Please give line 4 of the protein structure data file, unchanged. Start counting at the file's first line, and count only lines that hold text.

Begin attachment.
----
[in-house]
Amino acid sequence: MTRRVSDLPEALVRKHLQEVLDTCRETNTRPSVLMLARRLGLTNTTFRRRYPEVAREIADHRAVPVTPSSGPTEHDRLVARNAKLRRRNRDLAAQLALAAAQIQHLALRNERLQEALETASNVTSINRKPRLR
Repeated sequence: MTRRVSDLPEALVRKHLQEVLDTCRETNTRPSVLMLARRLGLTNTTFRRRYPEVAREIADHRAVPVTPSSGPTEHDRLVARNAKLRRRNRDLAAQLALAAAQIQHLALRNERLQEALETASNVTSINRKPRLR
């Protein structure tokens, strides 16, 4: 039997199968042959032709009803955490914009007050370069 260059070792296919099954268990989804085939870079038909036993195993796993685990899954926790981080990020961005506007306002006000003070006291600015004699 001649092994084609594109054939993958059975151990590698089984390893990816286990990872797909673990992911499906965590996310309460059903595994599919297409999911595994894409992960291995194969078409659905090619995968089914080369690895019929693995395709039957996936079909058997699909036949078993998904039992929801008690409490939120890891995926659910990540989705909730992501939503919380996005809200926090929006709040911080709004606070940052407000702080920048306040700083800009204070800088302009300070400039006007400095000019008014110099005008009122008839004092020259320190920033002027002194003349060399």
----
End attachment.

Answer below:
């Protein structure tokens, strides 16, 4: 039997199968042959032709009803955490914009007050370069 260059070792296919099954268990989804085939870079038909036993195993796993685990899954926790981080990020961005506007306002006000003070006291600015004699 001649092994084609594109054939993958059975151990590698089984390893990816286990990872797909673990992911499906965590996310309460059903595994599919297409999911595994894409992960291995194969078409659905090619995968089914080369690895019929693995395709039957996936079909058997699909036949078993998904039992929801008690409490939120890891995926659910990540989705909730992501939503919380996005809200926090929006709040911080709004606070940052407000702080920048306040700083800009204070800088302009300070400039006007400095000019008014110099005008009122008839004092020259320190920033002027002194003349060399």